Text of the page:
By James Gawuga Nkrumah
Ghana’s Labour Act, 2003 (Act 651) contains special provisions relating to temporary and casual workers. These provisions recognise the special nature and operations of some businesses. They, therefore, allow an employer to hire workers on such terms suitable for the business operation. However, the provisions do not apply to piece workers, part-time workers, apprentices, and sharecroppers. Those provisions are also not applicable to wage earning fisher folks and persons who work for less than twenty-four hours on the average per week.
This paper discusses, mainly, one category of workers: casual workers. Most employments or businesses use this phrase with the view of distinguishing these workers from another set of workers – permanent workers. It is not in all cases that the description is accurately done, hence, this piece is to shed light on the meaning and rights of casual workers within Ghana’s employment setting and labour laws.
Features of Casual Work
The nature work would require that workers are employed on “casual” basis. Such employments may not be for a long term. For instance, persons may be engaged to harvest ripe cocoa on a farm. Any person by entrance to the farm interested in the work could be called to enter the farmland to work. After paying the wages, the workers could be replaced with any person at the farm entrance the following morning. Works such as this are casual in nature. “Casual work” can therefore be considered as “work that is occasional, irregular, or for a short time – often associated with day labour.”
Casual Work is Seasonal
Casual workers are periodically (not permanently) employed for seasonal works. For instance, engaging people for fish mongering or fruit-picking when fishes or fruits are in season. As the employment is seasonal, it cannot at the same time be regular or continuous for a long time.
Section 78 of Act 651 defines casual worker as “a worker engaged on a work which is seasonal or intermittent andnot for a continuous period of more than six months andwhose remuneration is calculated on a daily basis”. From this definition, there are three (3) conjuncts. All these conjuncts must be present for a worker to be properly called a casual worker. They are that the work is seasonal or intermittent; the work does not last for more than six months; and the remuneration is calculated on daily basis. Accordingly, calculating an employee’s remuneration on a daily basis alone is not sufficient determinant of the fact that the employee is a casual worker.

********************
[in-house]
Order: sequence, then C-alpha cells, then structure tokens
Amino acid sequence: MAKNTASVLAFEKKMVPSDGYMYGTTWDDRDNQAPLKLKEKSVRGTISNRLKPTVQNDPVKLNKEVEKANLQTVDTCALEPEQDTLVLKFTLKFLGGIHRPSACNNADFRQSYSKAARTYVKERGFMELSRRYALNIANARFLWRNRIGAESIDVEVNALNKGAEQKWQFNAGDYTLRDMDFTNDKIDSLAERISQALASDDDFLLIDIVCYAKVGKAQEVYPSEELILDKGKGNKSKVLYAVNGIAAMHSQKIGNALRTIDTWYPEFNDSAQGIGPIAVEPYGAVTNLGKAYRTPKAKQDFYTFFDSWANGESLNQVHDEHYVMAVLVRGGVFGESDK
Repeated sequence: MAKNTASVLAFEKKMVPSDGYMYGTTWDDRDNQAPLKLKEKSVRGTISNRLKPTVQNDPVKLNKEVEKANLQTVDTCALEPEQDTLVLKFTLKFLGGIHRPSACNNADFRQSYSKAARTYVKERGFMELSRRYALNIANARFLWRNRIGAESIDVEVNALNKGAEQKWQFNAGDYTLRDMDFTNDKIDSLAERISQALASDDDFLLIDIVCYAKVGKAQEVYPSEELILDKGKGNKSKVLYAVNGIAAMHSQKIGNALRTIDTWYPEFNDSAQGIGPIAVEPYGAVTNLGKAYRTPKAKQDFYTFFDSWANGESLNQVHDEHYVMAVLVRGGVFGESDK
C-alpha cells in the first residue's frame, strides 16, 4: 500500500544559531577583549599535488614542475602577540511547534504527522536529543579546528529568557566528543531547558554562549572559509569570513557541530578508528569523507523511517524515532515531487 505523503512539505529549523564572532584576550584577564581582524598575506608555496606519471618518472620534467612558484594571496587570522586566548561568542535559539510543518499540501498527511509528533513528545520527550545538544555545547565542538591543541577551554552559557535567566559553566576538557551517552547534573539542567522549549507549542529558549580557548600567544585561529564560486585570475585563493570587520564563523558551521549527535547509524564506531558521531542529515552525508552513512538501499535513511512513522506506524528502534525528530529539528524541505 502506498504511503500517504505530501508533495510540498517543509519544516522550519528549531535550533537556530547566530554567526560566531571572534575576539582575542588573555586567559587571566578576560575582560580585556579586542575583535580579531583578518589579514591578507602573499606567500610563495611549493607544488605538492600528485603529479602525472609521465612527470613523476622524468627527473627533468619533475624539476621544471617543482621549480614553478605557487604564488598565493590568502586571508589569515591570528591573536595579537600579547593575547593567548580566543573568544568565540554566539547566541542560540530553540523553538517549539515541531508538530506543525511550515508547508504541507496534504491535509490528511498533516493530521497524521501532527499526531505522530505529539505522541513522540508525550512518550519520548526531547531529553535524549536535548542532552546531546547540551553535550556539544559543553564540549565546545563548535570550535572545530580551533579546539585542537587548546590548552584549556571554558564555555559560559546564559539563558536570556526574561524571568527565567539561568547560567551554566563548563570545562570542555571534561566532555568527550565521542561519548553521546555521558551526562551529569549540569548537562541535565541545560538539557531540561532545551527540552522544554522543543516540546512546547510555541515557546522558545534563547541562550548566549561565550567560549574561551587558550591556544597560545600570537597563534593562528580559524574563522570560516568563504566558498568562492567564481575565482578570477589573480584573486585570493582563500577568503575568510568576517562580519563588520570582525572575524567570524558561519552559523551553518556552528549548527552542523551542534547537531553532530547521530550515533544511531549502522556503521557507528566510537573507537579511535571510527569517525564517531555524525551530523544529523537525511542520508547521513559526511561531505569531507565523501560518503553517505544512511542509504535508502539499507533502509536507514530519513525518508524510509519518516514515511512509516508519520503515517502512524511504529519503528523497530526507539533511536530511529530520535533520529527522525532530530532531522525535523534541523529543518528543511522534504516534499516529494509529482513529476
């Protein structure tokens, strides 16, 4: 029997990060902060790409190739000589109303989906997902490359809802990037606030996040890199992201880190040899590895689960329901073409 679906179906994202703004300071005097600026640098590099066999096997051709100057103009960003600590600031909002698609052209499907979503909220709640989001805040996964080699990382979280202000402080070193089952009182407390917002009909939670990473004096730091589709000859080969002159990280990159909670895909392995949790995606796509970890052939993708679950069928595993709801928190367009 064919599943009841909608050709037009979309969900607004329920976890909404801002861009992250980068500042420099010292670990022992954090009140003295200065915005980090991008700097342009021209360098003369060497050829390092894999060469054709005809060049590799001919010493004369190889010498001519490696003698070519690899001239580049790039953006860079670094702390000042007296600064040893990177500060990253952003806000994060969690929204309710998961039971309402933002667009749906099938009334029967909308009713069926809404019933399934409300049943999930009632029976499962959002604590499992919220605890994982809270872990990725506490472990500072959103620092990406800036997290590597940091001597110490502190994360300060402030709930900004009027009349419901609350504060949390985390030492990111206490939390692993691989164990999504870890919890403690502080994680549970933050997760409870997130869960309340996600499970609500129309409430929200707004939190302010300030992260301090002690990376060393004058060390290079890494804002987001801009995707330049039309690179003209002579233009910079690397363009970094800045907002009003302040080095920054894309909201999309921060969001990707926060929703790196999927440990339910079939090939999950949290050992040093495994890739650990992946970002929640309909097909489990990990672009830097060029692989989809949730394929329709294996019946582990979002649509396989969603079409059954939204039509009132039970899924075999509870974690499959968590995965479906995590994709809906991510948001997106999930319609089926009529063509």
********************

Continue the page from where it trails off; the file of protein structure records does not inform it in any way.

Engagement may be Oral
Oftentimes, casual workers are engaged under oral contracts. Casual workers need not be given written contracts of employment. As one judge puts it, their employment may be as simple as this: “Casual workers who are employed at the factory gate or at the docks may be told: ‘You, you, you, come in. The wage is ¢15,000 per day, payable at the end of each day’s work’”. In the absence of any express agreement, be it oral or written, a contract of employment may be implied from the conduct of the parties.
Engagement Beyond Six Months must be Written
Generally, casual workers are engaged orally. Where, however, a person’s (casual) employment would last beyond six months, the contract of employment must be in writing. In Elijah Tettevi & 14 Ors v. Nestle Ghana Limited, the Court stated regarding the need to reduce the terms of a contract into writing where the employee works or is expected to work for six months or more as follows:
There is no doubt that the plaintiffs [described as casual workers] worked for the defendant for more than six months without a written contract. This was confirmed by defendant’s representative when he told the court in his testimony that the defendant engaged the plaintiffs for six months, terminated their employment after six months and re-engaged them. … In the instant case, since plaintiffs worked for that long period of years for the defendant, there was the need for the defendant to have reduced the contract between it and the plaintiffs into writing which it failed to do.